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What is: Porter’s Five Forces

Analysing Competitive Forces Within an Industry

Porter’s Five Forces Model is a strategic framework developed by Michael Porter to analyze the competitive forces within an industry. It helps organizations understand their competitive environment by examining five key forces that influence competition, profitability, and overall industry attractiveness. Let’s explore each aspect of the model, its application in an HR role, and its pros and cons.

  1. What is Porter’s Five Forces Model:

Porter’s Five Forces Model consists of the following five forces:

  • 1. Threat of New Entrants: This force assesses how easy or difficult it is for new companies to enter the industry. Higher barriers to entry, such as significant capital requirements or government regulations, make it less attractive for new entrants.
  • 2. Bargaining Power of Suppliers: This force evaluates the power suppliers have over the industry. Strong supplier power can lead to higher costs or reduced quality if suppliers can dictate terms.
  • 3. Bargaining Power of Buyers: It assesses the power buyers have to influence the industry. Strong buyer power means customers can demand lower prices or higher quality, affecting profitability.
  • 4. Threat of Substitutes: This force examines the availability of substitute products or services. The presence of close substitutes can limit an industry’s profitability.
  • 5. Competitive Rivalry: This force looks at the intensity of competition among existing firms within the industry. High rivalry often leads to price wars and reduced profitability.
  1. How Porter’s Five Forces Model can be used in an HR role:

Scenario: HR Role in Talent Acquisition

Imagine you work in HR and are responsible for talent acquisition. Your organization is considering entering a new market and expanding its operations. Here’s how you can apply Porter’s Five Forces Model:

  • Threat of New Entrants: Assess the ease with which your organization can find skilled talent in the new market. If the talent pool is limited or requires extensive training, it may deter new entrants and affect your hiring strategy.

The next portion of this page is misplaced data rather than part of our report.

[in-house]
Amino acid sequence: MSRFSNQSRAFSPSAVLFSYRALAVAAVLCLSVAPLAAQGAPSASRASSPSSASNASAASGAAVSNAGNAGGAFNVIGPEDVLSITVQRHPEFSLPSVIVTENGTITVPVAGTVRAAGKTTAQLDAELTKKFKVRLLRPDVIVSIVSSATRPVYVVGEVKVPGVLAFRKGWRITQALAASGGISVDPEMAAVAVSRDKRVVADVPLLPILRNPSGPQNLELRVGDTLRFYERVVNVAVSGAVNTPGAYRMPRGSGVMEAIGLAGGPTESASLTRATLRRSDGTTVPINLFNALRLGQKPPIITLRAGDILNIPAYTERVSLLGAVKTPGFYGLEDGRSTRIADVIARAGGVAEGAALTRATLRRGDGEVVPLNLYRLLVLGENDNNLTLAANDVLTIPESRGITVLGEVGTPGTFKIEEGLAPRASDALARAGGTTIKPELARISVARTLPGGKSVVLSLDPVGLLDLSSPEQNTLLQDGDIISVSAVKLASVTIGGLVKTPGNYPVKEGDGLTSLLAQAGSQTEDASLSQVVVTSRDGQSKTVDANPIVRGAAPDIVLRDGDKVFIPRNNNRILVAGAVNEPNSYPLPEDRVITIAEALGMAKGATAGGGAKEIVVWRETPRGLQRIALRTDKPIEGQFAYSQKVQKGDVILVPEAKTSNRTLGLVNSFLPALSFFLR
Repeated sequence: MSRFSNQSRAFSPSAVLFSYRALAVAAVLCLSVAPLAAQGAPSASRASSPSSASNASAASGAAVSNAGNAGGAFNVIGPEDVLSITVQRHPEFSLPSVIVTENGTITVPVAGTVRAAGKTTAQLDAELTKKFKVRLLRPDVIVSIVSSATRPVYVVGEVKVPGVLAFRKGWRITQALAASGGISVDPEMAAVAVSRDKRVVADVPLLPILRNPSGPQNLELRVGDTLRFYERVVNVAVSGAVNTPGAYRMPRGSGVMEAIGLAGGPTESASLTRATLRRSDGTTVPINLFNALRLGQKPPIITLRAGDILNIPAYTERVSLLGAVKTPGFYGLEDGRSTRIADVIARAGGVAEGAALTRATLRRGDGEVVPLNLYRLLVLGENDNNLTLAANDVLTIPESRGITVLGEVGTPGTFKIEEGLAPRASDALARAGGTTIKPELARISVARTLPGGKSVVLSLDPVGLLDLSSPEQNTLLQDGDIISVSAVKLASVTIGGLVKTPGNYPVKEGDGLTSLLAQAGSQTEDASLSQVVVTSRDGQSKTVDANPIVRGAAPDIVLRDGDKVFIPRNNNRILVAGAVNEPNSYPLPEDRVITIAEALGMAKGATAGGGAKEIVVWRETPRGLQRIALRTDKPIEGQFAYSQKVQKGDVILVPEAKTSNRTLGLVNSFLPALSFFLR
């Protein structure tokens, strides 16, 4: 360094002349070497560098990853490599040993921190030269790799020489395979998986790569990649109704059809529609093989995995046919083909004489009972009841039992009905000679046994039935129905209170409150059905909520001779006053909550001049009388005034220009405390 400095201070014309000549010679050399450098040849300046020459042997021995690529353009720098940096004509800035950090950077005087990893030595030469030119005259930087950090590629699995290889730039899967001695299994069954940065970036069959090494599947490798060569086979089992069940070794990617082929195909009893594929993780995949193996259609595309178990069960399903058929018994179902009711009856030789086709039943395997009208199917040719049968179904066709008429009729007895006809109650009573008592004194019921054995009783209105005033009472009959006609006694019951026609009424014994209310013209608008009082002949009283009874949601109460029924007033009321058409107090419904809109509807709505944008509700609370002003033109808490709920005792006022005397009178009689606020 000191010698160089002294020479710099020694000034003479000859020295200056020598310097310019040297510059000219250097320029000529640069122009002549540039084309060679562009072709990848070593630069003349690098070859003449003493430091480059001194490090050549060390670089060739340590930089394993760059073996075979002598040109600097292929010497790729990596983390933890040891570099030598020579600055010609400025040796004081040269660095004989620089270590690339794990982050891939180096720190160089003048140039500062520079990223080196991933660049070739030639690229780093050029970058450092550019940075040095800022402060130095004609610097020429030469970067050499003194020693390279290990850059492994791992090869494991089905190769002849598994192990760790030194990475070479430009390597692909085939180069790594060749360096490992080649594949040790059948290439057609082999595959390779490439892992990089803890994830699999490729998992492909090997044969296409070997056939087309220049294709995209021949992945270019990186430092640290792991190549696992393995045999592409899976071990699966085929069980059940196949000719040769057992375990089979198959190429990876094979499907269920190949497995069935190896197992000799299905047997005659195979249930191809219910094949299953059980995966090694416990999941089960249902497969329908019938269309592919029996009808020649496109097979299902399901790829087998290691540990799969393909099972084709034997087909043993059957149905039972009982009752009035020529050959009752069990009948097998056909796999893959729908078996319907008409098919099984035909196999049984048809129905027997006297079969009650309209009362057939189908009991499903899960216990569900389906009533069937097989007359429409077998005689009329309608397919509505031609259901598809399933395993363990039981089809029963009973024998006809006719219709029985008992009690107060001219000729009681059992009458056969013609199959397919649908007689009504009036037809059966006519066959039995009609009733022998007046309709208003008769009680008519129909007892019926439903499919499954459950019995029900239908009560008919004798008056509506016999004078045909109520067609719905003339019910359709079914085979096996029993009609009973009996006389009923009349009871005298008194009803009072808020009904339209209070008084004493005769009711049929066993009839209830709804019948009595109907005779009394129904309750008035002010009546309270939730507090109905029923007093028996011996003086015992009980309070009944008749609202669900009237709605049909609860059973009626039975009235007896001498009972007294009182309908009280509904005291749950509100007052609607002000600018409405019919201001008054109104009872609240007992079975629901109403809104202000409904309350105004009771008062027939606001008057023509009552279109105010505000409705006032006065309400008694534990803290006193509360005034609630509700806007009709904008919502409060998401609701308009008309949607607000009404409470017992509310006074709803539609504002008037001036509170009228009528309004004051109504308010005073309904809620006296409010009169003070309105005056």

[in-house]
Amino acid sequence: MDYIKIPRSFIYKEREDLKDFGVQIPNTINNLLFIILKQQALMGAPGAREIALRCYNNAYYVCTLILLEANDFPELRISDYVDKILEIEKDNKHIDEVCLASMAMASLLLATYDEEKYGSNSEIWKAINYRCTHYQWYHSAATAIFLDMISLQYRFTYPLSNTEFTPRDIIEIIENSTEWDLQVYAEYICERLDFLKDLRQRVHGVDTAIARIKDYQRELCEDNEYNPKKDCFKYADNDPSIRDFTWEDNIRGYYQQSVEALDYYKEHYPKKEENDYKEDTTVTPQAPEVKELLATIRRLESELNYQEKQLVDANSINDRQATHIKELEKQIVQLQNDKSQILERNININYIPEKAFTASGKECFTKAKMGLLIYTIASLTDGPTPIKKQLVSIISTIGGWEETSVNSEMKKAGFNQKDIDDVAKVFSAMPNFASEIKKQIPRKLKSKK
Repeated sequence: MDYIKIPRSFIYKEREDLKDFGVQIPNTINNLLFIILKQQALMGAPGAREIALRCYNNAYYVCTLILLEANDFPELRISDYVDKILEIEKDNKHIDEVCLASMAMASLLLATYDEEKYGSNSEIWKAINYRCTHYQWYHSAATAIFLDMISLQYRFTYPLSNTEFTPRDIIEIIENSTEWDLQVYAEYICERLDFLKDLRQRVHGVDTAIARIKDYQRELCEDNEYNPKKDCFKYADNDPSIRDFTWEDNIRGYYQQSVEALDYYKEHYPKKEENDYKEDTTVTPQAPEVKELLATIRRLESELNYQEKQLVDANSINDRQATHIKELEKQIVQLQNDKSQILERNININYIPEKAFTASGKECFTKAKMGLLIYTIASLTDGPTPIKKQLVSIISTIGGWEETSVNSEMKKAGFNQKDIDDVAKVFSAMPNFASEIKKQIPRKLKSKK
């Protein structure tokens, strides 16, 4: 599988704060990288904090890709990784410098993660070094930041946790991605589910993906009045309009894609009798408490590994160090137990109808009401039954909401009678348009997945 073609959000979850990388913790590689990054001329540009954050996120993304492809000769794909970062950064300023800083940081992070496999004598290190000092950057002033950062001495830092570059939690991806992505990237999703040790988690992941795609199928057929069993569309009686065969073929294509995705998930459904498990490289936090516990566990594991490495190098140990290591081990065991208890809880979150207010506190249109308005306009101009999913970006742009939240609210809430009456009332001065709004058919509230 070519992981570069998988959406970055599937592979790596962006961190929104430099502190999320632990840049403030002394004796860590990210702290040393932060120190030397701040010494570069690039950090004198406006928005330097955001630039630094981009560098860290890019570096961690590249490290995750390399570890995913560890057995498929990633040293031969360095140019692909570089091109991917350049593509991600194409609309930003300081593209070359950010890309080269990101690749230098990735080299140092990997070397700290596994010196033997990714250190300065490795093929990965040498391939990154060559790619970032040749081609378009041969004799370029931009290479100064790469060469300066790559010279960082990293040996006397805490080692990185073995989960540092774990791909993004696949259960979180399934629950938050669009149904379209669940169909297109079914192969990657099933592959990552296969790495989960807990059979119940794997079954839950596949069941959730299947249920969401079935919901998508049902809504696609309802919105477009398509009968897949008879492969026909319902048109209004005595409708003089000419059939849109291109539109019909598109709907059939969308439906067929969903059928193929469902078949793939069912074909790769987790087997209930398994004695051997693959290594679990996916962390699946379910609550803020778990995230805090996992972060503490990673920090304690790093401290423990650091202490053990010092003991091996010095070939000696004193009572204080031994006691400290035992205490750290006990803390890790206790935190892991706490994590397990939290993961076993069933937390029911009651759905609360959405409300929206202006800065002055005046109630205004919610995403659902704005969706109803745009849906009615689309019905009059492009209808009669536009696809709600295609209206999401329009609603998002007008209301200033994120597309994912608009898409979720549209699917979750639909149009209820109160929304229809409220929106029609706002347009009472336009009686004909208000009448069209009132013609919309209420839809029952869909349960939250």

• Bargaining Power of Suppliers: Consider the availability of recruitment agencies or job boards in the new market. A scarcity of suppliers might give these entities significant bargaining power, influencing recruitment costs.
  • Bargaining Power of Buyers: Evaluate how competitive the job market is for your industry. If there’s a surplus of qualified candidates, job seekers might have more bargaining power in terms of compensation and benefits.
  • Threat of Substitutes: Identify alternative job opportunities for candidates with similar skill sets. If there are many alternative job options, your organization may need to offer more attractive employment packages to secure top talent.
  • Competitive Rivalry: Research the competition in the new market. Understanding the number of competing organizations and their talent needs can help you tailor your recruitment and retention strategies.
  1. Pros and Cons of Porter’s Five Forces Model:


  • Comprehensive Analysis: The model provides a structured approach to assess the industry’s competitive dynamics comprehensively.
  • Strategic Insights: It helps organizations make informed decisions about market entry, pricing, and resource allocation.
  • Focus on External Factors: Porter’s model emphasizes external factors that can impact the organization’s competitive position, which can be valuable for strategic planning.


  • Simplification: Critics argue that the model may oversimplify complex industry dynamics and not account for all relevant factors.
  • Static Nature: The model assumes that industry forces remain relatively constant, which may not hold true in rapidly changing markets.
  • Limited Focus: It primarily focuses on competition and may not consider broader societal or environmental factors that can affect industries.

In summary, Porter’s Five Forces Model is a valuable tool for HR professionals, especially in strategic decision-making related to market expansion and talent acquisition. However, it’s essential to complement this analysis with a broader understanding of the industry and organizational context to make well-informed HR decisions



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